Thirteen year old Lou Bertignac is a bright and inquisitive Parisian schoolgirl; in fact she’s so bright that she’s in a class two years ahead of her age group. Lou spends her free time conducting all manner of experiments and investigations, logging the results with almost obsessive diligence, in order to keep herself occupied at home; her dad works all hours and often has to work away from home, while her mother is little more than a ghostly presence in the family apartment since the death of Lou’s younger sister.

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The Beasties by Jenny Nimmo and Gwen Millward

In ‘The Beasties‘, Jenny Nimmo has created a delightful book of stories within a story. Each of the inner stories that Ferdinand, Weevil, Floot and Jenny tell are unique little gems. There is a sense of adventure as faraway places are visited and young imaginations will be stirred by the desert island, the friendly wolves, the beautiful bird or perhaps the mermaid.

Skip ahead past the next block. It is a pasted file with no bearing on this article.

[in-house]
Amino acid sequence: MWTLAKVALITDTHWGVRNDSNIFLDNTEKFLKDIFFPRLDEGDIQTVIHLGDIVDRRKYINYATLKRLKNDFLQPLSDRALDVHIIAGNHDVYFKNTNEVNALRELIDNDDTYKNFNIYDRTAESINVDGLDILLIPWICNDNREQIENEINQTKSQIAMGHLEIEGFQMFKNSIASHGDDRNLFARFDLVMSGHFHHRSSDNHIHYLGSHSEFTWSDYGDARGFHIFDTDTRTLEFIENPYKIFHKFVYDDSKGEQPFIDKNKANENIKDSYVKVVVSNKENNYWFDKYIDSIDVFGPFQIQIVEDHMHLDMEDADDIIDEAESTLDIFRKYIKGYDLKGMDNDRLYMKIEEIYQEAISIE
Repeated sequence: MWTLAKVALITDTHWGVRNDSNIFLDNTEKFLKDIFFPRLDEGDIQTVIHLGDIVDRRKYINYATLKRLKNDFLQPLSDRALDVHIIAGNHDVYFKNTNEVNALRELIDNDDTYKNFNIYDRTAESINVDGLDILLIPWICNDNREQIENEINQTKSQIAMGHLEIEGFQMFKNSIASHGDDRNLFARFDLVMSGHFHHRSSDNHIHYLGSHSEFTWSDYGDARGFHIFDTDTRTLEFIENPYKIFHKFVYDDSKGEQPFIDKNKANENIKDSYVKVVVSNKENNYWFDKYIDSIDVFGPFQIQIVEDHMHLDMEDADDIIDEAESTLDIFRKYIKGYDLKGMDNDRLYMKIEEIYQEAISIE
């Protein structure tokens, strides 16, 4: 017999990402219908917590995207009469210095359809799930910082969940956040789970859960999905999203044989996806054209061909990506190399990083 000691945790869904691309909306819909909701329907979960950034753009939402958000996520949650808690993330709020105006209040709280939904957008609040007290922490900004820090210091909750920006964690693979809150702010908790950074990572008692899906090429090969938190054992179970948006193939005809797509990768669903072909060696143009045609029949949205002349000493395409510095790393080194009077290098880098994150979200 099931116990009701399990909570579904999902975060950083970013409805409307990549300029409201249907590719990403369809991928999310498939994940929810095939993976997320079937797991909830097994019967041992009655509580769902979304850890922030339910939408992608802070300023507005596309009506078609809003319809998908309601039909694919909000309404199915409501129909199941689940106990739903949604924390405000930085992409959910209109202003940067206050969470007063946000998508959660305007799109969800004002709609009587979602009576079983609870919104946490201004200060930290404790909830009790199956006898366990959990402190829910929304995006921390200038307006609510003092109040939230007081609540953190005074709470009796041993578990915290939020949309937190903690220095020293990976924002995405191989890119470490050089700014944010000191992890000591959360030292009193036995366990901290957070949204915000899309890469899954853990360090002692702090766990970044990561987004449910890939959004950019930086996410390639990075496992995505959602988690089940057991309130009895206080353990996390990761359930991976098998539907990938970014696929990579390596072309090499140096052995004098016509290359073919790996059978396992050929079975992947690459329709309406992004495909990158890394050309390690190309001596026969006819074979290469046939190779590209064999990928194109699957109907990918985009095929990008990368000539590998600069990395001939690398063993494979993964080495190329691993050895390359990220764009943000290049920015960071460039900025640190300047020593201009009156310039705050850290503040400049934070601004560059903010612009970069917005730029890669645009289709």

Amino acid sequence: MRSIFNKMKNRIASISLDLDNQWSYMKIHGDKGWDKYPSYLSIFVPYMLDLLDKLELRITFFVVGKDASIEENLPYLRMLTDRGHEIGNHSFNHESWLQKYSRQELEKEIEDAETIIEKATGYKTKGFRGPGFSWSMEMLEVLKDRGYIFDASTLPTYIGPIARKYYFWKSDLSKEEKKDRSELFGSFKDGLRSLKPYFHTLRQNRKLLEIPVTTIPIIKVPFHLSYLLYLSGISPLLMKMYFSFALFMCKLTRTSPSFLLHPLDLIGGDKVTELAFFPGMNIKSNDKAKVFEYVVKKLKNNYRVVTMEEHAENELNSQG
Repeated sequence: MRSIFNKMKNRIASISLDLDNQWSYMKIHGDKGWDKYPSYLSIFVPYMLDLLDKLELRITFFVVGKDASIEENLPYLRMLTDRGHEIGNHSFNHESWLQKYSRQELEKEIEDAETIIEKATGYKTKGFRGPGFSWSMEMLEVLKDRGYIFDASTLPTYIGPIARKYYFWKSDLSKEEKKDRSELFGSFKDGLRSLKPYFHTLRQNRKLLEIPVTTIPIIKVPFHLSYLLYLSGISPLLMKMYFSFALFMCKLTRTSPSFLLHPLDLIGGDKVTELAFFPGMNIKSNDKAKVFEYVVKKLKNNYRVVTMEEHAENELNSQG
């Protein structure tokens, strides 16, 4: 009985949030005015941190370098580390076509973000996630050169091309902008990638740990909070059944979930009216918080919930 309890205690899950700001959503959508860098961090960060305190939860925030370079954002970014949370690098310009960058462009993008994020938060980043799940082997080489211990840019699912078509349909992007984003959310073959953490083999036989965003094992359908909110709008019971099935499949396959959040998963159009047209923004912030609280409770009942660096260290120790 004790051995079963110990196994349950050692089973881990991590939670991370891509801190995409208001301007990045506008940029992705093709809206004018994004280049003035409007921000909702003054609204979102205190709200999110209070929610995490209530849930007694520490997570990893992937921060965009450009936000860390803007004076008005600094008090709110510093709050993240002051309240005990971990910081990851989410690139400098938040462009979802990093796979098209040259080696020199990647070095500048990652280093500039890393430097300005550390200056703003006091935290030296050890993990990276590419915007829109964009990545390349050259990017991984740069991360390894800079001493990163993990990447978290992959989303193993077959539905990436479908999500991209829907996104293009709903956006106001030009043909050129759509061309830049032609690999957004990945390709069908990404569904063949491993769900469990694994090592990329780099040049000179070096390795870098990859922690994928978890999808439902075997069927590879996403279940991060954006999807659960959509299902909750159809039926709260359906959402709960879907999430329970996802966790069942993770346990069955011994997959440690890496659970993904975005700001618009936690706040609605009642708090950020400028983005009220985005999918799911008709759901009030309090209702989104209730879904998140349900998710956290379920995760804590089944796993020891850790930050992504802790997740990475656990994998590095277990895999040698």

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The Squeeze: Oil, Money and Greed in the 21st Century by Tom Bower

The Squeeze: Oil, Money and Greed in the 21st Century by Tom Bower is detailed account of the activities of the oil industry, with particular focus on the oil majors, during the later part of the 20th century, and into the 21st century. With unprecedented access to sources within Big Oil and around the industry, Bower has constructed a detailed and action packed account of a necessary but disliked industry.

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Armistice by Nick Stafford

This accomplished and entertaining novel crams a tremendous amount into its 336 pages. The war, and how it affected those who fought in it, almost becomes a character in its own right; it seeps into all parts of the story and Stafford has done well to capture its impact and how it has changed society. Many people, Philomena included, suddenly got the chance to build a different kind of life than the one they might have expected had the war not happened.